Posts Tagged ‘journal’







If you can get to the N.C. Wyeth exhibit at the Concord Museum by September 18, I think it will be worth your while.

You’re familiar with the family of painters, the Wyeths, right? Best known are Nathaniel C., his son Andrew, and Andrew’s son, Jamie. Perhaps you have been to the Brandywine Museum in Chadd’s Ford, Pennsylvania, which got its start with generations of Wyeth art.

N.C. fell in love with Henry D. Thoreau‘s writing in 1909, made several pilgrimages to Concord, and eventually conceived of a book that he would illustrate , calling it Men of Concord: And Some Others as Portrayed in the Journal of Henry David Thoreau.

The Concord Museum and the Concord Library are each hosting exhibits related to the book, but if you like N.C.’s art, the museum exhibit is the one to see. It’s small but informative and lovely to look at.

N.C. was known for heroic illustrations of classics like Treasure Island, and his characters’ facial expressions and body postures always tell a story. That might be too literal for some art lovers, but I like it. I like the looks on the faces of three men Thoreau described in his journal as “slimy.” I like the watchful, coiled bodies of the muskrat hunters on the river, and the youthful innocence of N.C.’s Thoreau — a quality I have never associated with the writer.

One fanciful painting with bluebirds in a bubble of light like angels over Thoreau’s head seems like hagiography. It’s not my favorite work here, but it’s an intriguing summary of the writer’s interests. And people do make a religion out of Thoreau and Transcendentalism, so maybe it’s not surprising. The whole Concord gang — including Bronson Alcott and Ralph Waldo Emerson — is in the show, minus most of the brilliant women, of course.

One thing I learned was that N.C. had his pencil sketches converted into glass slides, and then he projected them onto the Renaissance board he favored so he could work directly on the enlarged sketch.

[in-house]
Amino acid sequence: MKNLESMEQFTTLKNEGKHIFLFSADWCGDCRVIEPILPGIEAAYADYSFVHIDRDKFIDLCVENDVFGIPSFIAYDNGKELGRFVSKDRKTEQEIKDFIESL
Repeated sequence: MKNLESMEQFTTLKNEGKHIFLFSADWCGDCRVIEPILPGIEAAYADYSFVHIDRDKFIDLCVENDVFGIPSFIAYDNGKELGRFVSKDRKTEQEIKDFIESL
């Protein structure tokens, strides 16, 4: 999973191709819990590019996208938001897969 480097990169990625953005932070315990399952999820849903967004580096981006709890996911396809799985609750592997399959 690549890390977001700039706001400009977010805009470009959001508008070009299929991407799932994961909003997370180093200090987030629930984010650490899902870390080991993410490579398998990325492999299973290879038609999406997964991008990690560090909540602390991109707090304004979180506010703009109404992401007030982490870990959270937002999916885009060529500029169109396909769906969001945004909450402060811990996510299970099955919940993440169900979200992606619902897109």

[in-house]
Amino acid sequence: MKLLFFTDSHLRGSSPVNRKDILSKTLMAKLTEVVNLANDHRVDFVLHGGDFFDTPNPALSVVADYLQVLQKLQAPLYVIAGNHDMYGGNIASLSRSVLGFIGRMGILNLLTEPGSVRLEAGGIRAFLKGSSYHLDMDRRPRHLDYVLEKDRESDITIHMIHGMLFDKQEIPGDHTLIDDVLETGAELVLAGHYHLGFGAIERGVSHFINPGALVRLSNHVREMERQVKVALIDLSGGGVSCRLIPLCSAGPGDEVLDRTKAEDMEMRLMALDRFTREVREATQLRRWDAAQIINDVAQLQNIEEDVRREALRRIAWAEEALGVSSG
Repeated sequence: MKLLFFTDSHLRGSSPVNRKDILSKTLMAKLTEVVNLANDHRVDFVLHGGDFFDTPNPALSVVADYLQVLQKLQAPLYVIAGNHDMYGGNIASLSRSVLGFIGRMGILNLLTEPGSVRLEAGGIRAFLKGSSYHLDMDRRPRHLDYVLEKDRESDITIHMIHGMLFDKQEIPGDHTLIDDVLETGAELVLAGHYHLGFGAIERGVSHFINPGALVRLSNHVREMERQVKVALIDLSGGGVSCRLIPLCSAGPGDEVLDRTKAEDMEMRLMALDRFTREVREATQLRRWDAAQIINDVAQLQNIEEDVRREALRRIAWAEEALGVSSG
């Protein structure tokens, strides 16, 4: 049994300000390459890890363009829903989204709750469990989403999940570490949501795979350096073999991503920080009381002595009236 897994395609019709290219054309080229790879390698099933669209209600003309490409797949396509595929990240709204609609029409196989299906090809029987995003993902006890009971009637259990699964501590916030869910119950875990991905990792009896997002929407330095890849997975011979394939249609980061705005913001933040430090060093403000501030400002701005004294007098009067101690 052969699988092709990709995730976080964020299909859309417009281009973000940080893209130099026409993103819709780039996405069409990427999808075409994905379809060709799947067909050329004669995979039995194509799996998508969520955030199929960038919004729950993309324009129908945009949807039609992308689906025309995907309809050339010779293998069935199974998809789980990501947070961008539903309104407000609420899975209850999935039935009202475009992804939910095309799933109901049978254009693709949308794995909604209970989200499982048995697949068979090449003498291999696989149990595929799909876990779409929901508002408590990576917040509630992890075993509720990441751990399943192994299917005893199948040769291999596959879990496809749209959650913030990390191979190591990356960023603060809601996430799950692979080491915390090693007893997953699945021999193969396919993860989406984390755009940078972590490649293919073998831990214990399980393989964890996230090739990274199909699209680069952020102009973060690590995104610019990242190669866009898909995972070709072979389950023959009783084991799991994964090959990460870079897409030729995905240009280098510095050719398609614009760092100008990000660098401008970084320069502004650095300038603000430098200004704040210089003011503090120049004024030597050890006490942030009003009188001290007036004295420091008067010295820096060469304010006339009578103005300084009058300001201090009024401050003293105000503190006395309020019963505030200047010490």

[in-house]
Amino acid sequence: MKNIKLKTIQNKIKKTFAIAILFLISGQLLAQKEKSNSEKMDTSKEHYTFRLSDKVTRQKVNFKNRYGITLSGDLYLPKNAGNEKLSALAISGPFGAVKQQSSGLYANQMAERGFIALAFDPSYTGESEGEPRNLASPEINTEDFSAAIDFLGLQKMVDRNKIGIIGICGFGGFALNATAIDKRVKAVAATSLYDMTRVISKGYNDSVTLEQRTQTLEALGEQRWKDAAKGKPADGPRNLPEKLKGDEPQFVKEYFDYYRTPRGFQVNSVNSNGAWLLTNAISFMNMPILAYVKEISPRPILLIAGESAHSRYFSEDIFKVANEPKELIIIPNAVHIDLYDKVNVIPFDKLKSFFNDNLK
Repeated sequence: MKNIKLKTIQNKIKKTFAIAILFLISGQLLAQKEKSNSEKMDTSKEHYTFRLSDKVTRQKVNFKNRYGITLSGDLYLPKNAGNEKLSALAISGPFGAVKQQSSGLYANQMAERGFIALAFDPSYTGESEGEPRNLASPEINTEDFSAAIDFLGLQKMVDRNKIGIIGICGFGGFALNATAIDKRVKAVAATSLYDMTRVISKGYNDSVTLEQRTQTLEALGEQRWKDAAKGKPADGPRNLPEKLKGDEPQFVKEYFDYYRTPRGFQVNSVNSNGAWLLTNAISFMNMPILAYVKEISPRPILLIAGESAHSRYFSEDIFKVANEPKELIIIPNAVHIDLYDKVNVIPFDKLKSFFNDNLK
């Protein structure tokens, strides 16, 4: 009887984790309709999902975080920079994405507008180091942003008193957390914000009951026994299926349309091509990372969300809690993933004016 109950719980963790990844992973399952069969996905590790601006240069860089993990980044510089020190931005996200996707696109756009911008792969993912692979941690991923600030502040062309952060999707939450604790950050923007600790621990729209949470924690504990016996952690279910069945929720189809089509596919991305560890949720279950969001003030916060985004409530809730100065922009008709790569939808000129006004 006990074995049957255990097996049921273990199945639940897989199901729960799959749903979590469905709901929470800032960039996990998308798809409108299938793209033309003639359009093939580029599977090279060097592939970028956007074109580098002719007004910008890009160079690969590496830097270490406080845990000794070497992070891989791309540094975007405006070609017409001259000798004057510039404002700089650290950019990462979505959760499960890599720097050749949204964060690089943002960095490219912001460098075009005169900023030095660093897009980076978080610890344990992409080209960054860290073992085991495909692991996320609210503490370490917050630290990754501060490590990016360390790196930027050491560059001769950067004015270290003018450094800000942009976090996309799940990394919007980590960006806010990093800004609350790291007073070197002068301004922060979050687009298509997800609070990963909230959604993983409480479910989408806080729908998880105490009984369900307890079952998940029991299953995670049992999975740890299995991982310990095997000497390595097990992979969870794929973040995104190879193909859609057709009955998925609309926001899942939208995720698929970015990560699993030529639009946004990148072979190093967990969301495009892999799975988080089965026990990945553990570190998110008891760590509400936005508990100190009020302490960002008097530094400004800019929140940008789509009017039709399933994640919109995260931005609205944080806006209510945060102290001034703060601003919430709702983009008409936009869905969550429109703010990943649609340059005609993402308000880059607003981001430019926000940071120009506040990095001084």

More on the museum website.

The hut is a replica of the cabin Thoreau stayed in at Walden Pond and is located on the grounds of the museum.




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I have mentioned the Block Island Poetry Project in past years, and I wanted to let you know that I just got the scoop on this year’s theme.

Nancy writes, “The Block Island Poetry Project weekend will be April 16-19 and will focus on Poetry of the Wild, a project of Ana Flores, who visited just a few days ago to show us examples of what she’s been doing around the country for the last twelve years. … I’m in the process of developing my Poetry of the Wild poetry box project for the school.”

The Poetry of the Wild website explains, “Poetry of the Wild invites the public out for a walk to see their world anew through the keenly felt perspectives of poets and artists. Using a unique presentation of ‘poetry boxes’ that combine art and poetry, the project serves as a catalyst for exploring our towns and considering how place informs mindfulness. The public becomes engaged by finding the boxes which are sited as a network on mapped trails, reading the poems, and responding in the public journals contained in each.

“The sculptor Ana Flores created Poetry of the Wild in 2003 while she was the first artist in residence for the Wood-Pawcatuck Watershed Association in Southern Rhode Island. Her mission was to use the arts to foster public awareness and stewardship of the land and waterways protected by the Association. That first project had a dozen boxes created by students from area schools, members of the environmental group and other artists. The public response was overwhelming during its three month tenure. It turned out that many people roaming the trails were poetic– but they had had no place to express themselves. Journals were replaced three times and the trails leading to boxes also became less littered.”

For more about Ana’s work, see earthinform.com. And for more about the Block Island Poetry Project (founded by 2008-2013 Rhode Island poet laureate Lisa Starr), click here.

Ana Flores

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Signs of a prehistoric camel have been found in the frozen north.

John rode a camel in Egypt a year ago, and my grandson still talks about it, but the camel found in Canada would have looked a little different. (Wikipedia has an image, here.)

Ian Austen writes at the NY Times, “A group of scientists reported on Tuesday that they had found fossilized remains of a giant camel, with a shoulder height of perhaps nine feet, in Canada’s frigid high Arctic.